Hopkinson v. State , 704 P.2d 1323 ( 1985 )


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  • 704 P.2d 1323 (1985)

    Mark A. HOPKINSON, Appellant (Defendant),
    v.
    The STATE of Wyoming, Appellee (Plaintiff).

    No. 85-132.

    Supreme Court of Wyoming.

    August 23, 1985.

    *1324 Leonard D. Munker, State Public Defender, and Martin J. McClain, Appellate Counsel, *1325 Wyo. Public Defender Program, for appellant.

    Allen C. Johnson, Senior Asst. Atty. Gen., for appellee.

    Before THOMAS, C.J., ROSE and CARDINE, JJ., RAPER, J., Retired, and JOHNSON, D.J.

    PER CURIAM.

    This is the fifth time appellant Mark A. Hopkinson has been to this Court seeking to vacate his convictions or death sentence. For future reference, the instant appeal will be known as Hopkinson V. Citations to previous appeals and proceedings are Hopkinson v. State, Wyo., 632 P.2d 79 (1981), cert. denied 455 U.S. 922, 102 S. Ct. 1280, 71 L. Ed. 2d 463 (1982) [Hopkinson I]; Hopkinson v. State, Wyo., 664 P.2d 43, cert. denied ___ U.S. ___, 104 S. Ct. 262, 78 L. Ed. 2d 246 (1983) [Hopkinson II]; Hopkinson v. State, Wyo., 679 P.2d 1008, cert. denied ___ U.S. ___, 105 S. Ct. 228, 83 L. Ed. 2d 157 (1984) [Hopkinson III]; and State ex rel. Hopkinson v. District Court, Teton County, Wyo., 696 P.2d 54 (1985) (petition for writ of certiorari mailed June 11, 1985) [Hopkinson IV]. The facts of appellant's guilt and culpability for four murders and the aggravating circumstances justifying the death sentence for the murder of Jeff Green, along with supporting references to the record, can be found in considerable detail in those cases.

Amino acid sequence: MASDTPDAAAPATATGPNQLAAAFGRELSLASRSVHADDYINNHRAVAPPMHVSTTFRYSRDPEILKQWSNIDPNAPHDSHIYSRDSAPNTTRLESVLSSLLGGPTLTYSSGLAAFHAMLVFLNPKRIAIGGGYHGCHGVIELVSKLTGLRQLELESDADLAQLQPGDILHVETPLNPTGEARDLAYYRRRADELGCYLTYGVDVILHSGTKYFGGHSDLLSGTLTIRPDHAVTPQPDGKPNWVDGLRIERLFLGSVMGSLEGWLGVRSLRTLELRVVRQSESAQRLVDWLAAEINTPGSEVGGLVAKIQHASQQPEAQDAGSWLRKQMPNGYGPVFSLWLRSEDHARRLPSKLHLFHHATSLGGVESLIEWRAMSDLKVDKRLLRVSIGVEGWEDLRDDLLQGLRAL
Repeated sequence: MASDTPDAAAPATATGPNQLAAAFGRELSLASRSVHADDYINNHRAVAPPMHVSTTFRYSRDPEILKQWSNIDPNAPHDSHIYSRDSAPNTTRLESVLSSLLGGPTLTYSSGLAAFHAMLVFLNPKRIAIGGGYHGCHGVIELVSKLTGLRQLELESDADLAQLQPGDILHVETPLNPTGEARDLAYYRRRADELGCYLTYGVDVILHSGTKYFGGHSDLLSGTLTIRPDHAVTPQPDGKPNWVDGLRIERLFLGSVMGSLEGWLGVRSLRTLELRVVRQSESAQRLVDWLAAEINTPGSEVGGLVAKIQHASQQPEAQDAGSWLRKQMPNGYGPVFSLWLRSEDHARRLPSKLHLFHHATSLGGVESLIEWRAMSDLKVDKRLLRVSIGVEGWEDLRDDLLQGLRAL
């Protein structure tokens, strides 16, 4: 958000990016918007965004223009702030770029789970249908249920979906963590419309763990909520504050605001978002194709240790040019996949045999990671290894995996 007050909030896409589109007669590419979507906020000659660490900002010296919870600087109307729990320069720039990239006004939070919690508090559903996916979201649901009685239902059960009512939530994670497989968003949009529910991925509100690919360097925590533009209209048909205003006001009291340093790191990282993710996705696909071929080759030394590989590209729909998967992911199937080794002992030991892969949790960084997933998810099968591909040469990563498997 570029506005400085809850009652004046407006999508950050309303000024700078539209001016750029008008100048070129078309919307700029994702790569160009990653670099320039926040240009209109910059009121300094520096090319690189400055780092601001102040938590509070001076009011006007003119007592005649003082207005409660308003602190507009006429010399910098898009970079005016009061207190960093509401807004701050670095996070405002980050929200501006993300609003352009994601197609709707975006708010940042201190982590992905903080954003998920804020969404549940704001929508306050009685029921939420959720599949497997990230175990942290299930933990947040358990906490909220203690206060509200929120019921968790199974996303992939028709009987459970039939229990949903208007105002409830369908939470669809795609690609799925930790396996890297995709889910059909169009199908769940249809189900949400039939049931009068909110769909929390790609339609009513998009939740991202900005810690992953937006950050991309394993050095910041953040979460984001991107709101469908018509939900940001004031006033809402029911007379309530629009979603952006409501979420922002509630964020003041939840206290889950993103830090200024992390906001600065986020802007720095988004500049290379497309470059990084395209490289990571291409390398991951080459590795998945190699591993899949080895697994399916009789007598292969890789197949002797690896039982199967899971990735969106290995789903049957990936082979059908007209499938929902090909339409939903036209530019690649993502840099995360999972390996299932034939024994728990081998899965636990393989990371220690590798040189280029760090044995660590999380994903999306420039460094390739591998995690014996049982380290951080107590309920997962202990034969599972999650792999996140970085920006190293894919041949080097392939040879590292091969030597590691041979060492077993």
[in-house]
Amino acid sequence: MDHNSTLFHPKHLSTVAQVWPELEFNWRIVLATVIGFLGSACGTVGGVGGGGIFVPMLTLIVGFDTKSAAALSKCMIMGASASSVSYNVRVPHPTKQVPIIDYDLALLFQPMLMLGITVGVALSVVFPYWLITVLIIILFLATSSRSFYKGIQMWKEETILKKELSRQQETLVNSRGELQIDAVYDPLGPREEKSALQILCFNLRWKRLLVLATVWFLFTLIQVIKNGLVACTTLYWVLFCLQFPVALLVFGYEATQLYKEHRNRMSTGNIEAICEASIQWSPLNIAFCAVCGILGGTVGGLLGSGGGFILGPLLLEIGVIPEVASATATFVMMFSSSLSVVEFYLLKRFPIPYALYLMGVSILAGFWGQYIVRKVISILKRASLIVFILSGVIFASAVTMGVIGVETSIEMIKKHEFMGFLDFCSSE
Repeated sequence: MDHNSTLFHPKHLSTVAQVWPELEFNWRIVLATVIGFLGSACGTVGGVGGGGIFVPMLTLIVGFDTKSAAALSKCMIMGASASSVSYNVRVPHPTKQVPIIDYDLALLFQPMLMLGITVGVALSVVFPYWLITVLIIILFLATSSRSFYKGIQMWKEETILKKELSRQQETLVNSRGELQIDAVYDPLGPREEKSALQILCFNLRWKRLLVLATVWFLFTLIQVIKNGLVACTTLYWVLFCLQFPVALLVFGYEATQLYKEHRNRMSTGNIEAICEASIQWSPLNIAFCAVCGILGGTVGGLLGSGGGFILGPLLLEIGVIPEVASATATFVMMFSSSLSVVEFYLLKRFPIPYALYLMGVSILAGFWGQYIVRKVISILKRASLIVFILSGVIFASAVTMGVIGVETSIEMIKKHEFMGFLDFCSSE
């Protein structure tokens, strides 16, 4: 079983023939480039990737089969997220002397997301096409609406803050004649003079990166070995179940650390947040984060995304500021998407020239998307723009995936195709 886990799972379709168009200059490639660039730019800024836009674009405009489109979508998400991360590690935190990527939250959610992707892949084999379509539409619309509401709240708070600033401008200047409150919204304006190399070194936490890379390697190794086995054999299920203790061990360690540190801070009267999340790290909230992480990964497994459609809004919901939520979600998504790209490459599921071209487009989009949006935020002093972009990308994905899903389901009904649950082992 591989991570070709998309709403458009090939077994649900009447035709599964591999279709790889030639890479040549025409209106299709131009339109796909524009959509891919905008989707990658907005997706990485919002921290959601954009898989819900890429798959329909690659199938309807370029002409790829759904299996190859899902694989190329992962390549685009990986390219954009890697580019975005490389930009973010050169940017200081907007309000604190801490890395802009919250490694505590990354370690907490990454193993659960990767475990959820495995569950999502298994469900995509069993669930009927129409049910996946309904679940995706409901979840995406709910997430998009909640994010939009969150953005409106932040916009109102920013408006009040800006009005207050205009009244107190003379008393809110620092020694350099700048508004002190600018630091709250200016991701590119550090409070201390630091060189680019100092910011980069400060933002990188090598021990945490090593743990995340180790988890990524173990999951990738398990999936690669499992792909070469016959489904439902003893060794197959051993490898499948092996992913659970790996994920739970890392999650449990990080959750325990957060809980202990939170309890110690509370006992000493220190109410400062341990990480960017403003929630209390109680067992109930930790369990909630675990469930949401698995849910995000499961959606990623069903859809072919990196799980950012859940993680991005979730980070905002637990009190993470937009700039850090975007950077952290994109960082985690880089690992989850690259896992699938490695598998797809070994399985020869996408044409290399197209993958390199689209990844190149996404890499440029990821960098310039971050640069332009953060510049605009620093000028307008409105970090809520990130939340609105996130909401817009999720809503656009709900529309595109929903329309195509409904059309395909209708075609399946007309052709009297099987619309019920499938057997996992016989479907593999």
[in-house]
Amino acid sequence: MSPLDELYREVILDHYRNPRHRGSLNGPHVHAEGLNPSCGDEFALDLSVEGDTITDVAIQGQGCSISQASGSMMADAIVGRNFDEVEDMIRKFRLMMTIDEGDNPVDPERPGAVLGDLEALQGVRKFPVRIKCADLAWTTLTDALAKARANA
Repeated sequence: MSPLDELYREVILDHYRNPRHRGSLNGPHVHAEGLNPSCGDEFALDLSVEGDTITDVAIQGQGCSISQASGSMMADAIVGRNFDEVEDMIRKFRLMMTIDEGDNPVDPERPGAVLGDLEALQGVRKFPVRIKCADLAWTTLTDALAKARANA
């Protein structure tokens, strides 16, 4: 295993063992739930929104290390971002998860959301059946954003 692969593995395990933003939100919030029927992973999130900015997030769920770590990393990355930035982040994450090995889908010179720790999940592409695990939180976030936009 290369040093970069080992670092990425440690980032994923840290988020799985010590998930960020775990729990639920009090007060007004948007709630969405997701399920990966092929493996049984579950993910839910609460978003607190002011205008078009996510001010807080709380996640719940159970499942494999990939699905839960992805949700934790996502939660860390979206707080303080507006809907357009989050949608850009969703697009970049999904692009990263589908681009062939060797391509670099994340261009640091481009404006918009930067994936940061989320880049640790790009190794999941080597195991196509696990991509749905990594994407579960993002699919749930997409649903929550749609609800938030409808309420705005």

In the last appeal, Hopkinson IV, this Court affirmed the district court's denial of post-conviction relief and directed the trial judge by appropriate proceedings, "to set a new date for appellant's execution." The trial judge set a date for proceedings to fix a new date for execution. The proceedings for fixing a new date of execution were held on the 17th day of May, 1985. At those proceedings, appellant's counsel orally argued a written motion for reduction of sentence pursuant to Rule 36, W.R.Cr.P.,[1] which had been filed on May 13, 1985. The motion was denied in open court at such proceedings. The district judge set the date of execution for June 18, 1985.

    The district judge, also in open court, denied an oral motion for stay of execution, "pending any further appellate work we intend to do in this case." The State was directed to prepare the necessary instruments for the judge's signature. A written "Judgment and Sentence" and other orders to confirm the court's pronouncement of an execution date, denial of a reduction in sentence to life imprisonment, and the oral motion for stay of execution were filed with and entered by the clerk of court on May 23, 1985.

    On May 30, 1985, appellant filed a timely notice of appeal from the order denying sentence reduction dated May 17, 1985, and the order denying stay of execution dated May 22, 1985 (these are the orders entered by the clerk of court on May 23, 1985). The record also shows that on May 23, 1985, appellant's counsel signed and mailed another motion for stay of execution. This motion was mailed on May 23, 1985, to the trial judge (not the clerk of court), and ultimately was apparently filed by the judge with the clerk of court on May 28, 1985. On May 28, 1985, the district court denied this stay by written order and the clerk of court entered the order on May 29, 1985. Neither this order nor the "Judgment and Sentence" has been appealed.

    On June 7, 1985, appellant filed a motion in this Court for stay or for an order declaring the sentence of death void. On June 10, 1985, the State filed a memorandum brief in opposition to such motion. On *1326 June 12, 1985, this Court entered an order staying execution until 15 days after the mandate shall issue to the district court, which order also provided for an accelerated briefing schedule and set July 22, 1985, for oral argument.

    The issues are:

    1. Can the district court reduce a sentence of death to life imprisonment?
    2. Is the fixing of a new date for execution in a death case, following a stay prompted by the appellate process, a "sentence" within the purview of Rules 33 and 36, W.R.Cr.P., and the word "sentenced" in § 7-13-907, W.S.?[2]
    3. Should this Court fix a date of execution at this time?